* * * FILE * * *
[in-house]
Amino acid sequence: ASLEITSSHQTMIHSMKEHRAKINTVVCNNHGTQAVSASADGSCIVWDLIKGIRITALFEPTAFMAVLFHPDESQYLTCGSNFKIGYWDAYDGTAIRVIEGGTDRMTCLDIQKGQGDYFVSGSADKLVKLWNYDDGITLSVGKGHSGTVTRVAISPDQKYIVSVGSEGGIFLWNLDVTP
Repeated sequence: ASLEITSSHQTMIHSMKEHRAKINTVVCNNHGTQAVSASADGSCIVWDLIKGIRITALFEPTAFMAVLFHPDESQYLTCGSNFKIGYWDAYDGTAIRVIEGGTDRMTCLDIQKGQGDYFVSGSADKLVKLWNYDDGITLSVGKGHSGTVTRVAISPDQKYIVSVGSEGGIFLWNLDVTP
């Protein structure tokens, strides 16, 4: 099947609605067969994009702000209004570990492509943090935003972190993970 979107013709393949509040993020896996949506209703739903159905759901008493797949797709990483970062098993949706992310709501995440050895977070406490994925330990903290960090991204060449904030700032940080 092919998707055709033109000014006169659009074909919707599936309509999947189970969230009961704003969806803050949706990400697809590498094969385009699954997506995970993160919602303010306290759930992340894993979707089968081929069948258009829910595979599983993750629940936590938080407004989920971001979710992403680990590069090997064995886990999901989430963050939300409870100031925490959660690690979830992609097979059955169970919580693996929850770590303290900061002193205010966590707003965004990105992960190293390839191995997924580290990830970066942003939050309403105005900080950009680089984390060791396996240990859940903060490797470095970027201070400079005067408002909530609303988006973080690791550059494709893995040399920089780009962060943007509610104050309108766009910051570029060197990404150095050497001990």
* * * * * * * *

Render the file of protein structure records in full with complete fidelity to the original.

[in-house]
Amino acid sequence: ASLEITSSHQTMIHSMKEHRAKINTVVCNNHGTQAVSASADGSCIVWDLIKGIRITALFEPTAFMAVLFHPDESQYLTCGSNFKIGYWDAYDGTAIRVIEGGTDRMTCLDIQKGQGDYFVSGSADKLVKLWNYDDGITLSVGKGHSGTVTRVAISPDQKYIVSVGSEGGIFLWNLDVTP
Repeated sequence: ASLEITSSHQTMIHSMKEHRAKINTVVCNNHGTQAVSASADGSCIVWDLIKGIRITALFEPTAFMAVLFHPDESQYLTCGSNFKIGYWDAYDGTAIRVIEGGTDRMTCLDIQKGQGDYFVSGSADKLVKLWNYDDGITLSVGKGHSGTVTRVAISPDQKYIVSVGSEGGIFLWNLDVTP
């Protein structure tokens, strides 16, 4: 099947609605067969994009702000209004570990492509943090935003972190993970 979107013709393949509040993020896996949506209703739903159905759901008493797949797709990483970062098993949706992310709501995440050895977070406490994925330990903290960090991204060449904030700032940080 092919998707055709033109000014006169659009074909919707599936309509999947189970969230009961704003969806803050949706990400697809590498094969385009699954997506995970993160919602303010306290759930992340894993979707089968081929069948258009829910595979599983993750629940936590938080407004989920971001979710992403680990590069090997064995886990999901989430963050939300409870100031925490959660690690979830992609097979059955169970919580693996929850770590303290900061002193205010966590707003965004990105992960190293390839191995997924580290990830970066942003939050309403105005900080950009680089984390060791396996240990859940903060490797470095970027201070400079005067408002909530609303988006973080690791550059494709893995040399920089780009962060943007509610104050309108766009910051570029060197990404150095050497001990």